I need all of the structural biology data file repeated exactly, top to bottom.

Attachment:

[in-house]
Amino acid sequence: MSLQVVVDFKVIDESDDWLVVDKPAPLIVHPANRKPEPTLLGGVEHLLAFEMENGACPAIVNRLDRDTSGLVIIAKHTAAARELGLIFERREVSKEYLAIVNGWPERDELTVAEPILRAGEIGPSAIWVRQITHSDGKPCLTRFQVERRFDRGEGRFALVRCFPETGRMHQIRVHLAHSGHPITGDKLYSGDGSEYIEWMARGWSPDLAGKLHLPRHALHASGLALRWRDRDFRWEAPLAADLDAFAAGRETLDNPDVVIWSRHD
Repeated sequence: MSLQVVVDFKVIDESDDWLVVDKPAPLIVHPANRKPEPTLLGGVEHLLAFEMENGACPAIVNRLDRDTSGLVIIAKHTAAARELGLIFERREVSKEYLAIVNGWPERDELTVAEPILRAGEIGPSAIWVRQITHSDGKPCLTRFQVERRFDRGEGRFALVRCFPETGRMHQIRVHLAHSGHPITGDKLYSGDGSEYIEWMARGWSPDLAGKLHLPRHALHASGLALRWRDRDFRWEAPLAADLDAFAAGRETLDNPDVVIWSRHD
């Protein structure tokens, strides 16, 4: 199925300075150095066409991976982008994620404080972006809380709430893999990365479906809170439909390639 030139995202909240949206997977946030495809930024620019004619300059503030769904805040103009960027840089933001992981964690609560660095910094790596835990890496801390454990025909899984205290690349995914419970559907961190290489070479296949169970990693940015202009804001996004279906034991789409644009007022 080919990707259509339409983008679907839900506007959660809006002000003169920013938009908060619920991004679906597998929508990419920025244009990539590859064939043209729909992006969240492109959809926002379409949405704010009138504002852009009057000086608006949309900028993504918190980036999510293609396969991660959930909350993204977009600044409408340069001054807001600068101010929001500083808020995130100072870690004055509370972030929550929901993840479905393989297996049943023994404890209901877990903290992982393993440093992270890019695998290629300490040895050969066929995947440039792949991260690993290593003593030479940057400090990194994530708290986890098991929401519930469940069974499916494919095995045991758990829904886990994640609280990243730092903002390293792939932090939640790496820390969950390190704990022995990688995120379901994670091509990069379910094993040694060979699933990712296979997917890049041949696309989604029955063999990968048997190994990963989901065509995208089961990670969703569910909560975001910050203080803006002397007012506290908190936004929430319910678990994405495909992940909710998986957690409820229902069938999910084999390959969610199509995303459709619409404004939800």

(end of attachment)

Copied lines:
[in-house]
Amino acid sequence: MSLQVVVDFKVIDESDDWLVVDKPAPLIVHPANRKPEPTLLGGVEHLLAFEMENGACPAIVNRLDRDTSGLVIIAKHTAAARELGLIFERREVSKEYLAIVNGWPERDELTVAEPILRAGEIGPSAIWVRQITHSDGKPCLTRFQVERRFDRGEGRFALVRCFPETGRMHQIRVHLAHSGHPITGDKLYSGDGSEYIEWMARGWSPDLAGKLHLPRHALHASGLALRWRDRDFRWEAPLAADLDAFAAGRETLDNPDVVIWSRHD
Repeated sequence: MSLQVVVDFKVIDESDDWLVVDKPAPLIVHPANRKPEPTLLGGVEHLLAFEMENGACPAIVNRLDRDTSGLVIIAKHTAAARELGLIFERREVSKEYLAIVNGWPERDELTVAEPILRAGEIGPSAIWVRQITHSDGKPCLTRFQVERRFDRGEGRFALVRCFPETGRMHQIRVHLAHSGHPITGDKLYSGDGSEYIEWMARGWSPDLAGKLHLPRHALHASGLALRWRDRDFRWEAPLAADLDAFAAGRETLDNPDVVIWSRHD
């Protein structure tokens, strides 16, 4: 199925300075150095066409991976982008994620404080972006809380709430893999990365479906809170439909390639 030139995202909240949206997977946030495809930024620019004619300059503030769904805040103009960027840089933001992981964690609560660095910094790596835990890496801390454990025909899984205290690349995914419970559907961190290489070479296949169970990693940015202009804001996004279906034991789409644009007022 080919990707259509339409983008679907839900506007959660809006002000003169920013938009908060619920991004679906597998929508990419920025244009990539590859064939043209729909992006969240492109959809926002379409949405704010009138504002852009009057000086608006949309900028993504918190980036999510293609396969991660959930909350993204977009600044409408340069001054807001600068101010929001500083808020995130100072870690004055509370972030929550929901993840479905393989297996049943023994404890209901877990903290992982393993440093992270890019695998290629300490040895050969066929995947440039792949991260690993290593003593030479940057400090990194994530708290986890098991929401519930469940069974499916494919095995045991758990829904886990994640609280990243730092903002390293792939932090939640790496820390969950390190704990022995990688995120379901994670091509990069379910094993040694060979699933990712296979997917890049041949696309989604029955063999990968048997190994990963989901065509995208089961990670969703569910909560975001910050203080803006002397007012506290908190936004929430319910678990994405495909992940909710998986957690409820229902069938999910084999390959969610199509995303459709619409404004939800």